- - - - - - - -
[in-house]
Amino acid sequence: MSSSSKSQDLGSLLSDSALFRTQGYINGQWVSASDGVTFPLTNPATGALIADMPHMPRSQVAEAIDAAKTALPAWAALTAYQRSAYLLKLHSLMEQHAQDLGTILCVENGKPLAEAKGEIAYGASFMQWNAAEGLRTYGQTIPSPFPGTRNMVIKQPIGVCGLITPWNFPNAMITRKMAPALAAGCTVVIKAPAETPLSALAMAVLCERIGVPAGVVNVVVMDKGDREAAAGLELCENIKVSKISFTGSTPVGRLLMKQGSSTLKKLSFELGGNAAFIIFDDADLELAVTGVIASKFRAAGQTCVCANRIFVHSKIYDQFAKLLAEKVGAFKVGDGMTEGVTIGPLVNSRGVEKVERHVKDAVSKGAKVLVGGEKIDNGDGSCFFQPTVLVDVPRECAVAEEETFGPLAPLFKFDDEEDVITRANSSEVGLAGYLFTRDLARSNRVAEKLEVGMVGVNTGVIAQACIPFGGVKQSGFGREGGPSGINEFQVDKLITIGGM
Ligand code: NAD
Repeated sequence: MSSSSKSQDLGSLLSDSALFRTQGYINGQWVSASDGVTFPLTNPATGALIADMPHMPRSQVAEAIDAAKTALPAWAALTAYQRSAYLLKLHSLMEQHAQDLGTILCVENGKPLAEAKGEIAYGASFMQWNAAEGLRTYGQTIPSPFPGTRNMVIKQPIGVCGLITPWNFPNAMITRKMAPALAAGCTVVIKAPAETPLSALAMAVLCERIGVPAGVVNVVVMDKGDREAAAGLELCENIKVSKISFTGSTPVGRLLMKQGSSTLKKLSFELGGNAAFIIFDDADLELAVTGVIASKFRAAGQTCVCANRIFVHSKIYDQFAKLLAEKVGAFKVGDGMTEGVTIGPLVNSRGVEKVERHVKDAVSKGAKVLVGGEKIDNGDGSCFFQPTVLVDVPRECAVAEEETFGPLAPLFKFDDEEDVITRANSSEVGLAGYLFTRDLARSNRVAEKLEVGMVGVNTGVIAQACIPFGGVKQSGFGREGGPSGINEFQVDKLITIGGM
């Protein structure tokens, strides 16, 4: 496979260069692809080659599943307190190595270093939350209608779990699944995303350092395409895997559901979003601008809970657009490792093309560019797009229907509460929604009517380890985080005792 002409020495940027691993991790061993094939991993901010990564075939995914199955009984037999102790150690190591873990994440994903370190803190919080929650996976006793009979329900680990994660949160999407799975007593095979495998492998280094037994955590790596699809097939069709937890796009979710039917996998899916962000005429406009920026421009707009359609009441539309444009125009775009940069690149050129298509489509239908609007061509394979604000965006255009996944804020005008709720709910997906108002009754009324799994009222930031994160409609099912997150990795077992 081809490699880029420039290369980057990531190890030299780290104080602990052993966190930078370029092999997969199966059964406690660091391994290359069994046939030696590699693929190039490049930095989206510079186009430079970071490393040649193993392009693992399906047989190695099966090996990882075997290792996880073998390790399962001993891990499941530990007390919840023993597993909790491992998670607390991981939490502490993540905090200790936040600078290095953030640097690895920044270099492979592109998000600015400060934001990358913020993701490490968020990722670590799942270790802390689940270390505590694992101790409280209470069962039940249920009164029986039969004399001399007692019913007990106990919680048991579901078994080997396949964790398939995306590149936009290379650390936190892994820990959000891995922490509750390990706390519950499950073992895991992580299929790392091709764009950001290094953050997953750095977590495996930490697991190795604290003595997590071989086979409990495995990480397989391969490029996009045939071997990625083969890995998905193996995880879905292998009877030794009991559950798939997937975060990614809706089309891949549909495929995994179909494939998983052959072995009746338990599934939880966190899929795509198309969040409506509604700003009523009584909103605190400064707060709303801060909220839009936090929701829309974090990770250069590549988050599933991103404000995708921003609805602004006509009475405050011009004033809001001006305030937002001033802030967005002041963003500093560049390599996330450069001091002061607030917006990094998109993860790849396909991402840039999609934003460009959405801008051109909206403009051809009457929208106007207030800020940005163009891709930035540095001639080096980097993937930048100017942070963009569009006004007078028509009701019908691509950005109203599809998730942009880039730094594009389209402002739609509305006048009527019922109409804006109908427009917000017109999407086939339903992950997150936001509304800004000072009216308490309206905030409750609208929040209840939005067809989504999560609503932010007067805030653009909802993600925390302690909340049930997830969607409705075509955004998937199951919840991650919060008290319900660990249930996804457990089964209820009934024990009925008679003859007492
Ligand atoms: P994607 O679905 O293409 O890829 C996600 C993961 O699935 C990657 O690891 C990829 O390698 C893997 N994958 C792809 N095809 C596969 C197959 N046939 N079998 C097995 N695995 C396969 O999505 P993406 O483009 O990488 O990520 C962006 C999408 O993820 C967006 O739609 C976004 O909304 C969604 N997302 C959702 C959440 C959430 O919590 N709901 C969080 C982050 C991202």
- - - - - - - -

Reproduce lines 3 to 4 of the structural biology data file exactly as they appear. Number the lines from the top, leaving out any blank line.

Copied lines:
Ligand code: NAD
Repeated sequence: MSSSSKSQDLGSLLSDSALFRTQGYINGQWVSASDGVTFPLTNPATGALIADMPHMPRSQVAEAIDAAKTALPAWAALTAYQRSAYLLKLHSLMEQHAQDLGTILCVENGKPLAEAKGEIAYGASFMQWNAAEGLRTYGQTIPSPFPGTRNMVIKQPIGVCGLITPWNFPNAMITRKMAPALAAGCTVVIKAPAETPLSALAMAVLCERIGVPAGVVNVVVMDKGDREAAAGLELCENIKVSKISFTGSTPVGRLLMKQGSSTLKKLSFELGGNAAFIIFDDADLELAVTGVIASKFRAAGQTCVCANRIFVHSKIYDQFAKLLAEKVGAFKVGDGMTEGVTIGPLVNSRGVEKVERHVKDAVSKGAKVLVGGEKIDNGDGSCFFQPTVLVDVPRECAVAEEETFGPLAPLFKFDDEEDVITRANSSEVGLAGYLFTRDLARSNRVAEKLEVGMVGVNTGVIAQACIPFGGVKQSGFGREGGPSGINEFQVDKLITIGGM